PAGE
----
• Competition does not hurt general hospitals. This fact is more than evident even if looking only at the national growth of the healthcare industry. For instance, on January 3rd, 2006, USA Today reported that the industry is "in the middle of the biggest hospital construction boom" in more than 50 years. And on November 7th, 2005, Modern Healthcare reported that the hospital industry's profits "rose to an all-time record and its net profit margin hit a six-year high."

  • Furthermore, the MedPAC Study found specifically that the profitability of general hospitals remained stable over time even when faced with a physician owned hospital in the same market area. According to MedPAC, "The financial impact on community hospitals in the markets in which physician-owned specialty hospitals are located has been limited, thus far. Those community hospitals competing with specialty hospitals have demonstrated financial performance comparable to other community hospitals." MedPAC Study, summary pg. vii.

  • When competition exists in any industry, including healthcare, service is improved, efficiencies are heightened and costs are controlled. In fact, the MedPAC Study reported that competition provides community hospitals with a stimulus for change; and that community hospitals often responded to the presence of surgical hospitals by "improving their own performance." MedPAC Study, pg. 10.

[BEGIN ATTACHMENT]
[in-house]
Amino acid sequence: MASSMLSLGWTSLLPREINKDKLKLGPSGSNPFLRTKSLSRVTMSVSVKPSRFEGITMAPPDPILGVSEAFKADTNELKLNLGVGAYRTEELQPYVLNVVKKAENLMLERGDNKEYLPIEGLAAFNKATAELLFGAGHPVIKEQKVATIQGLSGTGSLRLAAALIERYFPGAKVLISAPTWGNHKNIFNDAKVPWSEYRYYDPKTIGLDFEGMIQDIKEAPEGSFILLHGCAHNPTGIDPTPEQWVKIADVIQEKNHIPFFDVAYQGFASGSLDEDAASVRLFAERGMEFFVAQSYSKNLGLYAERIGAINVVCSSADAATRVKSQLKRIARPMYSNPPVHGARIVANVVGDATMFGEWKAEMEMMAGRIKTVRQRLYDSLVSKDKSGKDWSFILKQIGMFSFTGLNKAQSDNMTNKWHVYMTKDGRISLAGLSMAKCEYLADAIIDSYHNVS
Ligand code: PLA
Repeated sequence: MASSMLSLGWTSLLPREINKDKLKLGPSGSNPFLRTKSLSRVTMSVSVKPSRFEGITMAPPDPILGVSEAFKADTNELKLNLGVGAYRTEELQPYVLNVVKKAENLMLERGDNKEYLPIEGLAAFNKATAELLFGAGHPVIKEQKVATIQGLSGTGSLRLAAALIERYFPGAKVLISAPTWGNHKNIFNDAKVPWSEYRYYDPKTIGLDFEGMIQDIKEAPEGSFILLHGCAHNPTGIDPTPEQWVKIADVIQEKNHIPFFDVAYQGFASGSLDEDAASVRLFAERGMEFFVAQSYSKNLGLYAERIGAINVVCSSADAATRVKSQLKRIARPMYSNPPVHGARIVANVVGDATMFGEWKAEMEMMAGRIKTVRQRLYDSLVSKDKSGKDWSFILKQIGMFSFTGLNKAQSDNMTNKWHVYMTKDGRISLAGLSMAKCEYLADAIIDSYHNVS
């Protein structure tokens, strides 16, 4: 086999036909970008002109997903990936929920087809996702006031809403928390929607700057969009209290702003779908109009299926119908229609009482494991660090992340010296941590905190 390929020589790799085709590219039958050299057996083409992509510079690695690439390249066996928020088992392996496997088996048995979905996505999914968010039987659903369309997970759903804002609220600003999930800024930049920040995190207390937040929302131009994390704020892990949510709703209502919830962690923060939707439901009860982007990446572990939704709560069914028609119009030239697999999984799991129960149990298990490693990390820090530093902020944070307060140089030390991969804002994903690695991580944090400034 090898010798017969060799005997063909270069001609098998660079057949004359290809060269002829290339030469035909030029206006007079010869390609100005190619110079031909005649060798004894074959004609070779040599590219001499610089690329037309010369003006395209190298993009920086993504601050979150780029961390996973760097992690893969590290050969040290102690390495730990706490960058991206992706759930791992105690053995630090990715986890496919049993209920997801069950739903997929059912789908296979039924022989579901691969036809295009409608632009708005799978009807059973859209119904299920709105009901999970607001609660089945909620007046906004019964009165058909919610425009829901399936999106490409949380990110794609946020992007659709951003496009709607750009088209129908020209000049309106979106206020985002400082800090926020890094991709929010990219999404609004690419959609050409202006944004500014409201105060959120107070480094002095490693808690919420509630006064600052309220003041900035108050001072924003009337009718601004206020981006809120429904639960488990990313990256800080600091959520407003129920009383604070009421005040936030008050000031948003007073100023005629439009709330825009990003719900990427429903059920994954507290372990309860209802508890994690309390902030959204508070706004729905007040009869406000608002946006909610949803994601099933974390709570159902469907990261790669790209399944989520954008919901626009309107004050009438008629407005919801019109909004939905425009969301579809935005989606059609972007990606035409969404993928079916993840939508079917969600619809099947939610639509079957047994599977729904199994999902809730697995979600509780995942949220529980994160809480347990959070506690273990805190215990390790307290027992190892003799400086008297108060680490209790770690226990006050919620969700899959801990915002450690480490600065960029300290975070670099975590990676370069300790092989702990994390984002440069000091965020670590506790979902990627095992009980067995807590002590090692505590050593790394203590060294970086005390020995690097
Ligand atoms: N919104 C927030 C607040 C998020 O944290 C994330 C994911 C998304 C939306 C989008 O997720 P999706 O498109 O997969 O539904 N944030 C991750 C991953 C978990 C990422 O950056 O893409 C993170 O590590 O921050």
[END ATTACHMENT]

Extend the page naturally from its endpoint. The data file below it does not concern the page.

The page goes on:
• Let competition work. A joint study between the Department of Justice and Federal Trade Commission found that the American free-market system is built on the premise that open competition and consumer choice maximize consumer welfare, even when complex products and services such as healthcare are involved. "Improving Healthcare: A Dose of Competition," A Report by the Federal Trade Commission and the Department of Justice, July 2004. "Healthy competition equals healthy consumers. Consumers want high-quality, affordable, accessible health care, and the challenge of providing it requires new strategies," said FTC Chairman Timothy J. Muris.

  • Let's put consumers in charge of healthcare... The current healthcare industry is made up, in large part, of vertically integrated delivery systems that have proven an economic nightmare. On the other hand, physician owned hospitals are focused, not integrated, leading to lower costs and better efficiency. The focus is on what the consumers want and need. This is the model for the future, patient choice - consumer driven healthcare.
  • The debate over physician owned hospitals should be about how patients and communities can best be served. At PHK, we believe that patients can best make that decision. Competition and innovation have served this country well. Those same forces should be allowed to continue as we all search for improved care and access at the lowest cost.

    Information provided by the Physician Hospitals of America.
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